Accomplishing 3 pages of strategic steps is a daunting task! (Actually, self defeating! We need a little focus!) I gave each Team member 6 dots to place on the charts. The prompt was, “Which are the most important pieces for us to work on right now.” All of them are important, and should be tackled as some time, but we needed to identify where to start. Team members could distribute their dots in an way they wanted (all 6 on one item, or spread out across items, etc.), but they each only had the 6 dots.

You can see where they placed their dots above.

That translates into the following as the Learning Through Technology Team’s Strategic Plan for the coming year:

  • Collaborate with our Vendors/Partners to give life to our Vision
  • Foster Postive Collaboration with School Leaders
  • Know the Field – where are their successes and challenges?
  • Improve Communications (Organizations, Schools, Partners)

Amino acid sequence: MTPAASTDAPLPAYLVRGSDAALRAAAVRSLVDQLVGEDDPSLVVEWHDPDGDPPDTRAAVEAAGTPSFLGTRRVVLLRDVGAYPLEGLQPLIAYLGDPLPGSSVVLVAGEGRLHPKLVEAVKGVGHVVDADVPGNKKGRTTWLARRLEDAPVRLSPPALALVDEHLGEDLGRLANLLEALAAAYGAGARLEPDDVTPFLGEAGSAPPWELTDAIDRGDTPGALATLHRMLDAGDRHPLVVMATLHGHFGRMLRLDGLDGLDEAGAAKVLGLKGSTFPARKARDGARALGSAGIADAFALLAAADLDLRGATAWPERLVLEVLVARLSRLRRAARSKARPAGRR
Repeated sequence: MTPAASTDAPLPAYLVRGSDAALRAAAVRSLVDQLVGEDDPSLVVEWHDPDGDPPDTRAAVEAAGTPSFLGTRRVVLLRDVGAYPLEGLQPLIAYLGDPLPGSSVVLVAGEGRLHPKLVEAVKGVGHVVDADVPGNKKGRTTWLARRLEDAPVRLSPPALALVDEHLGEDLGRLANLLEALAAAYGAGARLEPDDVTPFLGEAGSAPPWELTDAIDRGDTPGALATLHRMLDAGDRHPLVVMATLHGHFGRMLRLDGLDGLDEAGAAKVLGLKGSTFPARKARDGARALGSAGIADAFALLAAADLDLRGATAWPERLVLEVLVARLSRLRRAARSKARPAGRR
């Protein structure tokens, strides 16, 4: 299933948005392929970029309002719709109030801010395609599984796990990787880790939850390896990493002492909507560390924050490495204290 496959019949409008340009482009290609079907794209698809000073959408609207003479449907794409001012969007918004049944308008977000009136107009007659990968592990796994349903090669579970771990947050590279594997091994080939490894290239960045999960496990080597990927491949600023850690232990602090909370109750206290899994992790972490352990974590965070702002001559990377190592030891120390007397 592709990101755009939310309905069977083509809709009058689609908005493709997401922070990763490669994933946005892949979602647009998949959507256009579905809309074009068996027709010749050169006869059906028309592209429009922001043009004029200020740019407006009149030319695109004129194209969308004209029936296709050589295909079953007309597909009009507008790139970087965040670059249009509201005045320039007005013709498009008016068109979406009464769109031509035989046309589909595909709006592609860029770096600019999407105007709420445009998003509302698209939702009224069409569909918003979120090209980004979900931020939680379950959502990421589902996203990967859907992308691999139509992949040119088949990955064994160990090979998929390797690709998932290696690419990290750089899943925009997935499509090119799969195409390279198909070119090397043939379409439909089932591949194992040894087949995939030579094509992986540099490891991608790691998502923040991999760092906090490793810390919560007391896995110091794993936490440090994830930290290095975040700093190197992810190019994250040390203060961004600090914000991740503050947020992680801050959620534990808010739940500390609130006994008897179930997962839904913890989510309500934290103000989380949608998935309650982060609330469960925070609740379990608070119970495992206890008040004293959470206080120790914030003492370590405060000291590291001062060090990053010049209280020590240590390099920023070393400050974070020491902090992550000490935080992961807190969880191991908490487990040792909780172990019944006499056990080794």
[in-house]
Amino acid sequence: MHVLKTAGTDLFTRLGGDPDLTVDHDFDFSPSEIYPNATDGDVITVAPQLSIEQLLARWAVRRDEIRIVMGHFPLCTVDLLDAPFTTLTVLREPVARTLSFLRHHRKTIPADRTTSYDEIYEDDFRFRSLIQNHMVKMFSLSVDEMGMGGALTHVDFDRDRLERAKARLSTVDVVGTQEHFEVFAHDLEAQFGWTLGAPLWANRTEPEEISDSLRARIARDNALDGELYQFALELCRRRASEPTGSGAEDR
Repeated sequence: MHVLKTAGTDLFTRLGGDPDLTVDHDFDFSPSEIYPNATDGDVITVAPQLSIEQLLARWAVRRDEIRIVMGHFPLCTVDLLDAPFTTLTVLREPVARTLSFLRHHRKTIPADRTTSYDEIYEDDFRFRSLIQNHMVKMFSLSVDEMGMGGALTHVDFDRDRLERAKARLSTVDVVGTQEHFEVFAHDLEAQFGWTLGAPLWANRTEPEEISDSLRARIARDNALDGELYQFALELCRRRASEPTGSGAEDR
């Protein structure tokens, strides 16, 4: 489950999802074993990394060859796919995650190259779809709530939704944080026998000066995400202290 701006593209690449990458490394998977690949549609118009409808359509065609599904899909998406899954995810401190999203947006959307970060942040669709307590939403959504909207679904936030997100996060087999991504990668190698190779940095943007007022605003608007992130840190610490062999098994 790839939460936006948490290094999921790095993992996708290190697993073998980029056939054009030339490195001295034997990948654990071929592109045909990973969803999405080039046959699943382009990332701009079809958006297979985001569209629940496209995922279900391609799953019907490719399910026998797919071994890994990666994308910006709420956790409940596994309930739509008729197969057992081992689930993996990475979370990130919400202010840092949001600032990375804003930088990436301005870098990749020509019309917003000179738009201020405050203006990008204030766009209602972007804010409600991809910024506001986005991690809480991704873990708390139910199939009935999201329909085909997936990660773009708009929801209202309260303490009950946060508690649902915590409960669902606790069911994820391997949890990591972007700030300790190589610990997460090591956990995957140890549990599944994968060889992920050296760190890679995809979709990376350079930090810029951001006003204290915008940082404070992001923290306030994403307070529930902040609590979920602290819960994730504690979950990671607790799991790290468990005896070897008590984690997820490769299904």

• Capturing data / Evidence of Impact

 

Where We’ll Go Next

It’s not enough to capture a Vision on paper. It needs to be used as a filter and a compass.

In order to do that, we’ll have to polish our Vision for Learning into a shareable document (it’s a little too rough for sharing in this current form), and create a mission statement. Then we can put together a “Compass and Filter” document (that includes our vision, mission, and strategic plan goals). We will use it to help us decide how to prioritize and do our work, and help us decide which new opportunities to take on. We can also share it with the schools, organizations, and other partners we work with (or might start working with) to see where there is alignment between our work and theirs.

But I’ll save that for future blog posts…